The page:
Destinations

New Travel Angle for Detroit: Tour the Ruins

Dec 26, 2013 2:30 pm

Skift Take

Detroit has a unique angle when it comes to marketing itself: See what happens when an economy collapses. Now if city leaders and entrepreneurs can figure out a way to package the experience.

— Jason Clampet

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Ian Ransley Design  / Flickr

Ian Ransley Design / Flickr


Detroiters may despise the ruins that surround them, but the hundreds — if not thousands — of tourists who come to see the derelict buildings say the experience helps them understand the Motor City.

There are hundreds of buildings to explore: Jesse Welter, the photographer and urban explorer featured in a Los Angeles Times story, calls the city “an amusement park.”

Cindy Lindow has gone on 22 tours with Welter. She lives in St. Clair, about 50 miles north of Detroit, but grew up in the city and has some nostalgia for the way it used to be.

Her uncle was a priest in a church she has toured. Although it’s in ruins now, she likes to picture him walking around, ministering to worshipers. That’s what make the tours so interesting, she said: The buildings are ravaged, but there are still hints of humanity inside.

“It’s so devastating — it reminds me of what something would look like after a war,” she said. “You almost get a sense of all the people that used to work there — what a busy place it might have been at once point in time.”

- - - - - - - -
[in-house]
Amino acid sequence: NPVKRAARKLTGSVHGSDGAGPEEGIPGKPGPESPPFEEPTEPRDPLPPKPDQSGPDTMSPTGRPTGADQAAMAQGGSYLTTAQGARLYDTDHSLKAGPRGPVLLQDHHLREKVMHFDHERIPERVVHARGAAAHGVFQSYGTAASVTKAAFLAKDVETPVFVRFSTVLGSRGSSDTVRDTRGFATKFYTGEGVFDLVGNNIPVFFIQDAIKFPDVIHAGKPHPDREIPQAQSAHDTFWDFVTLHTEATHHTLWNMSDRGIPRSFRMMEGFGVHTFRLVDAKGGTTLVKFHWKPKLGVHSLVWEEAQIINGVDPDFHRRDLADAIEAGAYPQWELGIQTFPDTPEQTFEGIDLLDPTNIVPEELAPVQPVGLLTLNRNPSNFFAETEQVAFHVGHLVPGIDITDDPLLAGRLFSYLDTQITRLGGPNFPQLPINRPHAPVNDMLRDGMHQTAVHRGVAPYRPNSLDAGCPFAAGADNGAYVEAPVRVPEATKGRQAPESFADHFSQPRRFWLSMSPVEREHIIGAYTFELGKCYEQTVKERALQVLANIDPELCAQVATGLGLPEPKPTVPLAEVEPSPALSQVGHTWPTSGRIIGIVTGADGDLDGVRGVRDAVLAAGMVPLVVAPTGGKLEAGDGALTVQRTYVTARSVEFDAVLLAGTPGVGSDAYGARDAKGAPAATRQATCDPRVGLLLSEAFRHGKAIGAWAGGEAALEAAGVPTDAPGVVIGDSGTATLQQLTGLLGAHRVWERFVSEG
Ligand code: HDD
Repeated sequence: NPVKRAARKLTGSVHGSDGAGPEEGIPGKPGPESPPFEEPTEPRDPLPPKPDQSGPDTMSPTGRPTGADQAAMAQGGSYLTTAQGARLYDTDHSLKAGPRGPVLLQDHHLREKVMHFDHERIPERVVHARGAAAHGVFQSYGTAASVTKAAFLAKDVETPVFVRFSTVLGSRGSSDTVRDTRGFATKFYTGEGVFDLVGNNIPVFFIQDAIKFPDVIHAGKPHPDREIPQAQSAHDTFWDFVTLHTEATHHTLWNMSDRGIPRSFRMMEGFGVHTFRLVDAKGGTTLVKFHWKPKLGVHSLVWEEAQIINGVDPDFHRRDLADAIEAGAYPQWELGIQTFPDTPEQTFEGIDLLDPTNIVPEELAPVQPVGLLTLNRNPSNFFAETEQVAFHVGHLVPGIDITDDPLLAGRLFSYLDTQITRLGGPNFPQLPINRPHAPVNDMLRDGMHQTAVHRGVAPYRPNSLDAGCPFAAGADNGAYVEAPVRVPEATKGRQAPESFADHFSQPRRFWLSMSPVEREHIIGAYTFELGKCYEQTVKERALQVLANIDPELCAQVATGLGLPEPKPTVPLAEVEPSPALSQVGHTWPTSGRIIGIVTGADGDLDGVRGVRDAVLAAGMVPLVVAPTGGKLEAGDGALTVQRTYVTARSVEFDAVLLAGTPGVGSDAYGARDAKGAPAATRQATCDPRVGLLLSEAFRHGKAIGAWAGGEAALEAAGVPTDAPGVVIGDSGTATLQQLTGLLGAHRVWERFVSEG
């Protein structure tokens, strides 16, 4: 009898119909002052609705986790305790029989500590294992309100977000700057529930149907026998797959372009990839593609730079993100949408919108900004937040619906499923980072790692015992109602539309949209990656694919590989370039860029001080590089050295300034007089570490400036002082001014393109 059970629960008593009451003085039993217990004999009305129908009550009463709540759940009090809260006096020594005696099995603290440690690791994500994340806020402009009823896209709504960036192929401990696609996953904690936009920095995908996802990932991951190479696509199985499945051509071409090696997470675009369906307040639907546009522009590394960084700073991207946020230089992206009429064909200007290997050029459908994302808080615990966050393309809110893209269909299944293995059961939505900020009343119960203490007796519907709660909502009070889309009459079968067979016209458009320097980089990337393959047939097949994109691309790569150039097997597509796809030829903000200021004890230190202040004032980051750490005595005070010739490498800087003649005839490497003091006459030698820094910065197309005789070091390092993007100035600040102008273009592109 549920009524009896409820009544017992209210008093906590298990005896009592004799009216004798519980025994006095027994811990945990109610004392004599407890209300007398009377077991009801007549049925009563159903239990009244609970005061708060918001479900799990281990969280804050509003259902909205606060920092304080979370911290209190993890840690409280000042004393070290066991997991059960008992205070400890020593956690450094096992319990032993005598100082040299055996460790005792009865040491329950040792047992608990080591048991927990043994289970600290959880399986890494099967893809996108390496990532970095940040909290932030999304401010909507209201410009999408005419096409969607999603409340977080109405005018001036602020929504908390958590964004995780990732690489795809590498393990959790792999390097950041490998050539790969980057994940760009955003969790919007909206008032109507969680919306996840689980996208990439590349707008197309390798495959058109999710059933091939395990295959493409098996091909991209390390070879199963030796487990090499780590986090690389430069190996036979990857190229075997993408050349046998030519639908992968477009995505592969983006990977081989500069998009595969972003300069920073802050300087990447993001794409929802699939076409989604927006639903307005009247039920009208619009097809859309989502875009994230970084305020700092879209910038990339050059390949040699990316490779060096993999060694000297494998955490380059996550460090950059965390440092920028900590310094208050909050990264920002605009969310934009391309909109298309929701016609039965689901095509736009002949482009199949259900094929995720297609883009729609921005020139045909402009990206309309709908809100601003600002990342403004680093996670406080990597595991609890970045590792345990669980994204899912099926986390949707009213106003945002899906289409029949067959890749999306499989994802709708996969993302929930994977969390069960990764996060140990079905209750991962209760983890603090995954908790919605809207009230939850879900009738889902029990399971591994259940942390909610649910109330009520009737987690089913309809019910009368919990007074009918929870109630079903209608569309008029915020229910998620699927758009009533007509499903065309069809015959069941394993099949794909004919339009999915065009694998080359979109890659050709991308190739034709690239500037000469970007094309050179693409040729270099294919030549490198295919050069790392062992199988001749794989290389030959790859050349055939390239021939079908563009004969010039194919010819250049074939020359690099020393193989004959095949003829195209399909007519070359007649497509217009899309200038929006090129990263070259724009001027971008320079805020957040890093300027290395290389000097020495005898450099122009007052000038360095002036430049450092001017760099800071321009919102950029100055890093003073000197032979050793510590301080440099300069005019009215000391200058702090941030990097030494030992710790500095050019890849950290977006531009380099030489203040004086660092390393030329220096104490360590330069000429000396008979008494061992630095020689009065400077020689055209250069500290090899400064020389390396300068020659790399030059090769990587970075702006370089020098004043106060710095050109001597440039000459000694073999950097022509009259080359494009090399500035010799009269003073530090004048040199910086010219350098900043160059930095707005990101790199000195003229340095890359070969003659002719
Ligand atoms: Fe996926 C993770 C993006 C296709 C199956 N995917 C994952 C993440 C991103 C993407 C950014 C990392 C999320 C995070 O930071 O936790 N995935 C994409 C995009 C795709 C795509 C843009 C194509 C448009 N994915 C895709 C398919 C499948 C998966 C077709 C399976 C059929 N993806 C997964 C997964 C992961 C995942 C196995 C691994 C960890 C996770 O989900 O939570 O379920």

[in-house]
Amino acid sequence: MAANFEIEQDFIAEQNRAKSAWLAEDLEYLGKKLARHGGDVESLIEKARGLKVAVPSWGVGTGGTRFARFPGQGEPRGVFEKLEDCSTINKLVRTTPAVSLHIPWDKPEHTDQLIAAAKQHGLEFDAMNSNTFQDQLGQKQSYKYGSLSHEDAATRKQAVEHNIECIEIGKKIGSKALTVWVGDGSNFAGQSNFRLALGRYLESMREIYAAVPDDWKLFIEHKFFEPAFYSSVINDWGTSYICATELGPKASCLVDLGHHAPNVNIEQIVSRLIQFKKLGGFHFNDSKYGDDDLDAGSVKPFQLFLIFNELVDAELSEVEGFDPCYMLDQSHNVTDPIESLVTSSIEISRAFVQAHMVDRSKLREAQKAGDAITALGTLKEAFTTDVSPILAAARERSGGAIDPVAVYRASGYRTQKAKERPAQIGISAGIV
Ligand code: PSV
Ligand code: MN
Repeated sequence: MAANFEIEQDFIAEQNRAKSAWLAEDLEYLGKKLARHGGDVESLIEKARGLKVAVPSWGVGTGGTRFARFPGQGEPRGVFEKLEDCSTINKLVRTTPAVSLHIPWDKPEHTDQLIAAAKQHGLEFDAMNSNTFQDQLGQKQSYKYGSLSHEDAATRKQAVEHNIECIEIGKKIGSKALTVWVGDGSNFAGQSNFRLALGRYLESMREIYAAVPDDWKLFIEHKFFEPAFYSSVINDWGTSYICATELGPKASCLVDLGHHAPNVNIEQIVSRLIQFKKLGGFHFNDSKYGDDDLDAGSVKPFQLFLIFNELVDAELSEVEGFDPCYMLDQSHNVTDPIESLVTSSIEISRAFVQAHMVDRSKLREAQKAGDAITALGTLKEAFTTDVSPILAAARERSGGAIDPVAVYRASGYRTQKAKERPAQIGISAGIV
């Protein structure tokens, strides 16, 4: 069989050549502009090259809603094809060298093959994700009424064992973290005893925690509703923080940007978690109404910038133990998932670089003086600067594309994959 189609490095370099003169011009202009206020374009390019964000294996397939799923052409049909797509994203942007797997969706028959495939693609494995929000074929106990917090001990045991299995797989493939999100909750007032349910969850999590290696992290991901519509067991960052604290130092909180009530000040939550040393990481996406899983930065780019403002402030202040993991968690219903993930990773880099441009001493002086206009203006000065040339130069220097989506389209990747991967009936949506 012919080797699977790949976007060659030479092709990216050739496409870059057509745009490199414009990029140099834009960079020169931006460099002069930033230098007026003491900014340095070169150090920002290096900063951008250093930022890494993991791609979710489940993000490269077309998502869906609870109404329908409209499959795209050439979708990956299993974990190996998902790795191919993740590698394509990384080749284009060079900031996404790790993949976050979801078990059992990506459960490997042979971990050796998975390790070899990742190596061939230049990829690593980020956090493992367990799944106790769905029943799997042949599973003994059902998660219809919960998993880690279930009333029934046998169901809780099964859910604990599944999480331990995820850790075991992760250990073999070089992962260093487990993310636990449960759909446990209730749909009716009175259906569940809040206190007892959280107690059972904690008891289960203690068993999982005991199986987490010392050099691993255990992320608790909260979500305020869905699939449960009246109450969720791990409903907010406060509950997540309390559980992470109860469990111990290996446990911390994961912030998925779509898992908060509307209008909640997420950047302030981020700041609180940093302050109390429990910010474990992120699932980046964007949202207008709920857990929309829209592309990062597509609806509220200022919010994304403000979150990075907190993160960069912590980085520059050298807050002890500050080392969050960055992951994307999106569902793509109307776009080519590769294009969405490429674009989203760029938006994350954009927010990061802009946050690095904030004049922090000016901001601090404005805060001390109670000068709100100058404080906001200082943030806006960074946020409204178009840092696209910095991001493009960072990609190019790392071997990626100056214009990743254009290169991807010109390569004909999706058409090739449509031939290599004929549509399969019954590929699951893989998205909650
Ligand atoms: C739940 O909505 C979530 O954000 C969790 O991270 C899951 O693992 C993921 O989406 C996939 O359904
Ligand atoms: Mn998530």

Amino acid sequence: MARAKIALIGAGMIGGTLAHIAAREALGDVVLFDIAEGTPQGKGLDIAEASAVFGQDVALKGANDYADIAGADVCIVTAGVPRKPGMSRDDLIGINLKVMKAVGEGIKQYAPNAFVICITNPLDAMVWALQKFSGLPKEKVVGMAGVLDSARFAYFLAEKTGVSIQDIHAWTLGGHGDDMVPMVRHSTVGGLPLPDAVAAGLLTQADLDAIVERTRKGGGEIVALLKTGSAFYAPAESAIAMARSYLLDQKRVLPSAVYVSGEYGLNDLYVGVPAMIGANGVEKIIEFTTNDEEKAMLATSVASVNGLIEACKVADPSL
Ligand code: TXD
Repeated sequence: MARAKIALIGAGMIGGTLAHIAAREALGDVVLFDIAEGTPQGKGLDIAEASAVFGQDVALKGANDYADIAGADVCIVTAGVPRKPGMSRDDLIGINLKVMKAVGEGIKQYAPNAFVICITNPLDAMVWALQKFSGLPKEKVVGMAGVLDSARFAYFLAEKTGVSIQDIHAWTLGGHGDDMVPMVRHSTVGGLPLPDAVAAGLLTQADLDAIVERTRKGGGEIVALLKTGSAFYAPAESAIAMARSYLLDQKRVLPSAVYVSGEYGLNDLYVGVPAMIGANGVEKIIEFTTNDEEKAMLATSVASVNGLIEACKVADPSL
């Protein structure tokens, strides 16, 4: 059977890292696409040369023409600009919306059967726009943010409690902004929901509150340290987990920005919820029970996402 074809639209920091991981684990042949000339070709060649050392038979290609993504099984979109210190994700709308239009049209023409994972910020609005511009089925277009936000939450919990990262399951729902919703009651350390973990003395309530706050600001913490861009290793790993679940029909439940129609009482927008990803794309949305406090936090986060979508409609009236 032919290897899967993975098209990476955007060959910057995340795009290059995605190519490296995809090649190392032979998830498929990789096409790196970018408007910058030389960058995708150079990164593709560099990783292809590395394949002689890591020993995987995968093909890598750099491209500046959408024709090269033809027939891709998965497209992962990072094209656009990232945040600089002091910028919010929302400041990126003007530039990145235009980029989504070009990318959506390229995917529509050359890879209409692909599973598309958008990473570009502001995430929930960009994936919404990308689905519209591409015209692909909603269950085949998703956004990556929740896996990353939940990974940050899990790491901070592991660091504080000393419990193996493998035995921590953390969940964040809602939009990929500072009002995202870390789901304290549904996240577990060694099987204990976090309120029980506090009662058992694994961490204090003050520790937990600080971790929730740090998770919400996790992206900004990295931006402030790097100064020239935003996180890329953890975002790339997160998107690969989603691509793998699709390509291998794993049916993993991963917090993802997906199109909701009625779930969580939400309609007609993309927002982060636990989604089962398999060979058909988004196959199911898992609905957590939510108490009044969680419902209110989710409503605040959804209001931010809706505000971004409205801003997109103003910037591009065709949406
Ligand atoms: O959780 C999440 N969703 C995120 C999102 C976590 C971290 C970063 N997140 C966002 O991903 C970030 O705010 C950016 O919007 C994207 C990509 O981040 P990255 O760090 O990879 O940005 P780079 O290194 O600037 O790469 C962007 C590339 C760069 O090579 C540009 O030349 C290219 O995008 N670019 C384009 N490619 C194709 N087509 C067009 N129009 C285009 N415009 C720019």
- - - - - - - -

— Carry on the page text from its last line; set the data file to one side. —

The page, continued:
Lindow went on tours with Welter because she’s heard it can be dangerous to go to the ruins alone. A friend did and got mugged, and her car windows were shattered, she said.

Lindow knows some Detroiters don’t like people coming to view their shattered city, but she thinks it’s beautiful. “Even though something like the Fisher Body Plant may look horrible from the outside, there is beauty in it. You just have to look for it,” she said.

Chicago resident Kevin Kelly visited Detroit without a tour guide. Driving through on his way to Canada four years ago, he pulled off the highway, shocked at all the abandoned buildings. He brought his girlfriend back recently so that she could see the decay.

“When someone goes there for the first time, it’s kind of shocking how many buildings there are that are abandoned,” he said.

Kelly said he understands why residents would be unhappy with the idea that tourists come to see the ruins. But otherwise, he said, outsiders might not understand Detroit’s plight.

“If someone wants to understand the bankruptcy, seeing Detroit with their own two eyes would help them grasp what’s going on there,” he said.

For Oliver Kearney, an 18-year-old British student, Detroit is a blank canvas that makes him want to move to the city and rebuild it. Kearney, an aspiring architect, went on a tour with Welter this year.

“There’s a real opportunity to put your mark on a struggling city,” he said. “At the same time, there’s architecture there now that’s stunning.”

Then there are the tourists who say Detroit makes them realize that their own situation isn’t so bad. Chris Jonhis and Vera Nikou are from Greece, and they were traveling from Chicago to Boston recently by car on a U.S. tour. They were deciding whether to stop in Cleveland or Detroit. A friendly Chicago policeman advised them to stay away from Detroit, but friends said they couldn’t miss it. They were astonished at how much Detroit was crumbling.

“Greece is bankrupt too, but it’s not like this,” Jonhis said. “People are just less comfortable and have less money. But they go on as normal there.”

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